In April, Prime Minister Scott Morrison told Australians that Australia’s time in Afghanistan was worth it, as “freedom is always worth it.”
But despite the remarks, Australians currently face the most restrictions on their freedoms they have ever faced. We are currently imprisoned three times; In our homes, in our own states, and in our own country.
In Sydney, defense forces are being used against civilians to enforce house arrest. In Melbourne, unarmed civilians who deserved to fight for freedom took to the streets, being shot indiscriminately by riot police with non-lethal bullets and pepper-spraying.
All Australians, regardless of position in society they currently hold, should be reminded that each of us is a direct beneficiary of hard-earned freedom.
In the early days of penal colonization, Captain Arthur Phillip envisioned that if a future colony became a successful society, it would enjoy “British-style freedom”.
Over the course of two hundred years, Australians struggled tooth and nail to become independent, able to take control of their lives and rule themselves.
He fought for freedom of religion, freedom of conscience and freedom of expression. They fought for freedom to move, freedom to protest, and protection from state tyranny and government encroachment – which was achieved mainly thanks to the Magna Carta of 1215.
In 1854, Peter Lalor led men and women on the goldfields of Eureka against exorbitantly priced mining licenses, to which the then government responded by sending troops—many of whom were thrown out of prison—and forced to ensure compliance. was put in uniform for. They took the oath and it meant, “We swear by the Southern Cross, to stand with each other, and fight to defend our rights and liberties.”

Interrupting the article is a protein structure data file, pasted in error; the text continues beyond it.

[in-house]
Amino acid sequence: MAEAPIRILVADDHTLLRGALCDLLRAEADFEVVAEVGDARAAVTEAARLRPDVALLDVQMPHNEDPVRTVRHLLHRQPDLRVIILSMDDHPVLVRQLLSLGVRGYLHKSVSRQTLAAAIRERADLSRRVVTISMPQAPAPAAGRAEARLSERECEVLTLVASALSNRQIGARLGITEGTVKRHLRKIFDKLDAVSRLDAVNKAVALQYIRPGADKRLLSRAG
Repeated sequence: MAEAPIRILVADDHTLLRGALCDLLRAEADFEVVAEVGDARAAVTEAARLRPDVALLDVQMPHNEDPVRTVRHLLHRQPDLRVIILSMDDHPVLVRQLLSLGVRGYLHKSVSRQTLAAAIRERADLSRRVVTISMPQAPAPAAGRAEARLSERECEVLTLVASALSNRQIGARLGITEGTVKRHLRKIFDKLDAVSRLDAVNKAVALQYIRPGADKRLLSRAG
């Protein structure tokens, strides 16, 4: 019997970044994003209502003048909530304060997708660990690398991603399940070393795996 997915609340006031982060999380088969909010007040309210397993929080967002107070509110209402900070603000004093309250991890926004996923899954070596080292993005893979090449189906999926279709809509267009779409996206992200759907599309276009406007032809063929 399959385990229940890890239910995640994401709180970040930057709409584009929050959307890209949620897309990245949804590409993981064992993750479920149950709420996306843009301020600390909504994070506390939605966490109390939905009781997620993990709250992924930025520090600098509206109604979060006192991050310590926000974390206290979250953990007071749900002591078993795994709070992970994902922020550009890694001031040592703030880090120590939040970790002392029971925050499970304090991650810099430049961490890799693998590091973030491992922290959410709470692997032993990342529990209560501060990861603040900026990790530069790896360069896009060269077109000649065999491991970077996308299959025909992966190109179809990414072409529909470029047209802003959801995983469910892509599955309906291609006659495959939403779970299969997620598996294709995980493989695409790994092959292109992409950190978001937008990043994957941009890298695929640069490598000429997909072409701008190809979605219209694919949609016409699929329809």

20. Inth Over the century, thousands of Australians have voluntarily sacrificed their lives for these liberties in the two world wars. They understood the grave danger facing democracies around the world and were ready to die protecting them. They are immortalized in the Byzantine dome of the Australian War Memorial, which was designed to “celebrate the renewal of the forces of life and the immortality of those who believed in freedom and eventually died to defend it.”
Exactly 75 years later, we come to a time in this country’s history when freedom-loving Australians have found themselves in an awkward position to explain why freedom is good.
Worse yet, those who believe in freedom are portrayed as enemies of the state by politicians, media and their fellow citizens.
The speed with which many Australians have faithfully handed over their liberties to the state is astonishing, and citizens’ willingness to report on others, even more so.
Australia is a country in which the majority of the population does what they are told. As a result, Australians have recognized that the government has their best interests at heart and that they have great faith in the democratic institution.
This is understandable because, overall, Australia is governed quite well.
However, over the past 18 months, Australians now have excellent reasons to distrust our state and federal governments, as they have displayed similar tendencies towards Australians.
For example, we know that there is so little public trust that phones can now be used to track and monitor whether individuals are illegally dumping garbage.
The problem now is that once trust in the government is lost, it is up to each Australian citizen to decide what action to take. If they choose to exercise their democratic right to protest, they can be arrested or shot with non-lethal bullets.
Thus, the only way to restore our freedom is to use democracy, one of the few democratic institutions we have left, to elect politicians who will give us our freedom back.
The views expressed in this article are those of the author and do not necessarily reflect the views of The Epoch Times.
This News Originally From – The Epoch Times